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Sounds of Sadness

From somewhere around the next corner, a cheerless serenade wafts down the alley, laments of past injustices, of loves lost and chances turned sour.  The presentation is a throttled wail interrupted and refreshed every dozen bars by a quiet staccato of oppressed syllables that unleash the force that grows in suffering.  The singing is sparsely accompanied on a warm guitar.  Fado fills the night.

I have just come down from the youthful hipness of Bairro Alto.  Lisbon's upper hood is the place to be on a Friday night, full of trendy bars and colorful drinks, but when I was strolling through the cobbled streets at nine, they were still nearly deserted and rather peaceful.  The only signs of life came from dark characters that stepped from their hiding places at irregular intervals and pressed little sachets of brown herbs into my face, the dried content rustling as they extended their arms.  "Hashish, hashish", they whispered with aggressive urgency.

Whether they made any deals I didn't see, but I was sufficiently spooked that I didn't enter any of the countless venues of entertainment and diversion, for fear of getting trapped in an opium den or an illegal club with exorbitant door charges that are only revealed once the first innocuous beer has been consumed.  Taking the Santa Justa elevator, a distinguished piece of antique furniture suspended inside a hundred-foot tall metal cage, down to Baixa, I was now decidedly hungry and on the look for a restaurant.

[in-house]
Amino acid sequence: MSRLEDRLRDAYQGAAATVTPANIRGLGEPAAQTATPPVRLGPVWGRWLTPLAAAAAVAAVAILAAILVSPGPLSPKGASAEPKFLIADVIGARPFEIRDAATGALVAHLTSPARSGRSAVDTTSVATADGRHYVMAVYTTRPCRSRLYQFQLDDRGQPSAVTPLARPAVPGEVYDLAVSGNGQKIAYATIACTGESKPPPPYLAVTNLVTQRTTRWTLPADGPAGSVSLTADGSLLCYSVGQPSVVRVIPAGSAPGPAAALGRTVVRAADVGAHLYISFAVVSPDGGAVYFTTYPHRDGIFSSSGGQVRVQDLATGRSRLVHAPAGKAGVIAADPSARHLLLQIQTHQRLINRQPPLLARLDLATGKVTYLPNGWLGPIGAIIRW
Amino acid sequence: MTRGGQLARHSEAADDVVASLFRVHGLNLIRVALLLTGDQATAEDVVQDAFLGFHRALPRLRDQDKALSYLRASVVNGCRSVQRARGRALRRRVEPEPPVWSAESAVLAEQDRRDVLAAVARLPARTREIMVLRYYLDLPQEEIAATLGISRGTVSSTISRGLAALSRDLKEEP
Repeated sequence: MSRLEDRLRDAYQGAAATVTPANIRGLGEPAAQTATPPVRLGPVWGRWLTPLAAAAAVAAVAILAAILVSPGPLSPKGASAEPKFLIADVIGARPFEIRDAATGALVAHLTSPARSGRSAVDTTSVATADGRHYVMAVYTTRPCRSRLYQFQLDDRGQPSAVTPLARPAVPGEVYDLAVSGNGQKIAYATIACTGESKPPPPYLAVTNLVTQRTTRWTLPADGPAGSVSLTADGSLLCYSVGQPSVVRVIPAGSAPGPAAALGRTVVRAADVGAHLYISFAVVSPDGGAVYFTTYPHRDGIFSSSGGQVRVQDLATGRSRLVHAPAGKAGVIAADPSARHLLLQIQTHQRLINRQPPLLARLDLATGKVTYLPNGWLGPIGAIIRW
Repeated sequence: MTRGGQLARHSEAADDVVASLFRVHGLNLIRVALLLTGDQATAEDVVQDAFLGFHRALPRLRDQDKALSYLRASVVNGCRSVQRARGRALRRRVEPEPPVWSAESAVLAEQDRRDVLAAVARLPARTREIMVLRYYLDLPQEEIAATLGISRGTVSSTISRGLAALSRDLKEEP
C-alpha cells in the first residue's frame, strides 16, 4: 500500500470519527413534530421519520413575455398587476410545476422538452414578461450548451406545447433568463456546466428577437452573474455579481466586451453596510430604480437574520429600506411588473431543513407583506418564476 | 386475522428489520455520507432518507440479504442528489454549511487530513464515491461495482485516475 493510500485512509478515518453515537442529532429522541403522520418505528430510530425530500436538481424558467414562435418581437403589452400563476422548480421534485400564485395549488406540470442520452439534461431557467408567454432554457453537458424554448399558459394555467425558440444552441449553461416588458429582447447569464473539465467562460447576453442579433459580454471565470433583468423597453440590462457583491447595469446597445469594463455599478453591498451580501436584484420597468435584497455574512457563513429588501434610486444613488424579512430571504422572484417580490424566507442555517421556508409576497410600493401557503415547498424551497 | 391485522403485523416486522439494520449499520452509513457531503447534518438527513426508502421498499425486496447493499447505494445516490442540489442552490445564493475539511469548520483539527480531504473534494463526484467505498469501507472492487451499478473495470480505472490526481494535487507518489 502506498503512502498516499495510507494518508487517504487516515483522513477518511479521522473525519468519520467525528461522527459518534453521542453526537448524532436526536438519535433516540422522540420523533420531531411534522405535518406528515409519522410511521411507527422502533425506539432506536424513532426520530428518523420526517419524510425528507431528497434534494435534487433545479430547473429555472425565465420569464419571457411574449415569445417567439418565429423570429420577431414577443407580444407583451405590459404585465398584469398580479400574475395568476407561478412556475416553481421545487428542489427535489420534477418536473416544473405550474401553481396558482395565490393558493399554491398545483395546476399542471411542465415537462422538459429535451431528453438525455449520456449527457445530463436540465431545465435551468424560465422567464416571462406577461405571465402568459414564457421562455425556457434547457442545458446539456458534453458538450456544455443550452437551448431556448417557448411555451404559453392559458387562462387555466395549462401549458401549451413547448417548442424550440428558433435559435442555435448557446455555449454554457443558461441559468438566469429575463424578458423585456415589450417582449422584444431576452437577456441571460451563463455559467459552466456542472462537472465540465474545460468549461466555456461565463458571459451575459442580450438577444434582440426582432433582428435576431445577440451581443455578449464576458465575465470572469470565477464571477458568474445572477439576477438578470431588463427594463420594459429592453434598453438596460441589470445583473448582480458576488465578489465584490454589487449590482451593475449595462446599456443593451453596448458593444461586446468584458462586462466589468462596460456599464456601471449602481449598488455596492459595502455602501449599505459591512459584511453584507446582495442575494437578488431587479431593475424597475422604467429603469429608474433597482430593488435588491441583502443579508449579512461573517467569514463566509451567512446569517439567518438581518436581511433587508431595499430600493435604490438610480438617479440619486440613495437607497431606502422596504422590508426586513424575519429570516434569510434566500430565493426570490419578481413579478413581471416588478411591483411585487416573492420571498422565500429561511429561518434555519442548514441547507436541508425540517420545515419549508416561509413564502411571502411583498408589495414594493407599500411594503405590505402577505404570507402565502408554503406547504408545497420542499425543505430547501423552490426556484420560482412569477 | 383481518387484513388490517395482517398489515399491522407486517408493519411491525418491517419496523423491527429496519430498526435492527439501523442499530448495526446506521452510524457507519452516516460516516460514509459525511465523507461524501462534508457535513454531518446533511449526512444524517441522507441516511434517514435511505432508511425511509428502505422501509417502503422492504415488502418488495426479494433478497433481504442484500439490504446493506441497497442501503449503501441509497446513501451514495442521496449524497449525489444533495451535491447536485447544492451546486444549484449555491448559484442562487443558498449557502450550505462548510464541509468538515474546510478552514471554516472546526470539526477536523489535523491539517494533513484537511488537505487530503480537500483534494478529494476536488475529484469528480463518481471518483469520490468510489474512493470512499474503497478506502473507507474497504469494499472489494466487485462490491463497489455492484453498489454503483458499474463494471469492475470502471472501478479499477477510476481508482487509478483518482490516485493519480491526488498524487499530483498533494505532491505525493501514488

I make my way to where I suppose the music, but it's hard to localize the source of it in the frequently cross-sected streets, even when the blare of traffic is far.  Then, turning behind the majestic theater, I see the man that sings and plays.  Emaciated and worn, he looks like someone who has known hard times, maybe slept rough.  His appearance is grubby, his leather jacket broken and stained.  Under his grimy hat, curly hair sprouts with impunity, the mixture of grey and white that can signify wisdom and sophistication.  Here, it merely reflects the man's age.

He sits on an upturned drawer, leaning against the wall of an old building of a shade of purple that was once popular for evening gowns.  The building is covered generously in the veneer of decay, windows dull and shutters unhinged.  In front of the man is a portable amplifier and on his knees his guitar.  The case is open on the pavement in front of him.  A few coins twinkle inside.

The man's voice is mesmerizing, a baritone of liquid emotion, full of sorrow and pain.  His entire body sings.  The chest and shoulders rock involuntarily; the throat bulges and falls as he ululates.  When the rush of quick syllables provides relief from the built-up of anguish, his lips move rapidly like a rapper's.  He bends over the microphone and lets passion seep out, staring into the distance of his own tragic past, no eyes for his audience.

The audience doesn't seem to have much of an ear for him either.  In a dense throng, they crowd around a door exactly opposite from the musician's improvised stage.  The door opens into a hole in the wall, revealing space for no more than two customers.  Left and right, ceiling-high glass cases hold hundreds of bottles of red liquid.  A slow-moving grandfather who looks as if he would prefer his retirement over manning the till in the middle of the night, sells ginja by the cup, at a euro a shot, to be consumed in the street.  You buy, pay and exit, drink in hand.  Ginjinha Sem Rival, the black-and-gold sign over the door proudly proclaims.

ginjinha sem rival

Cherry brandy to go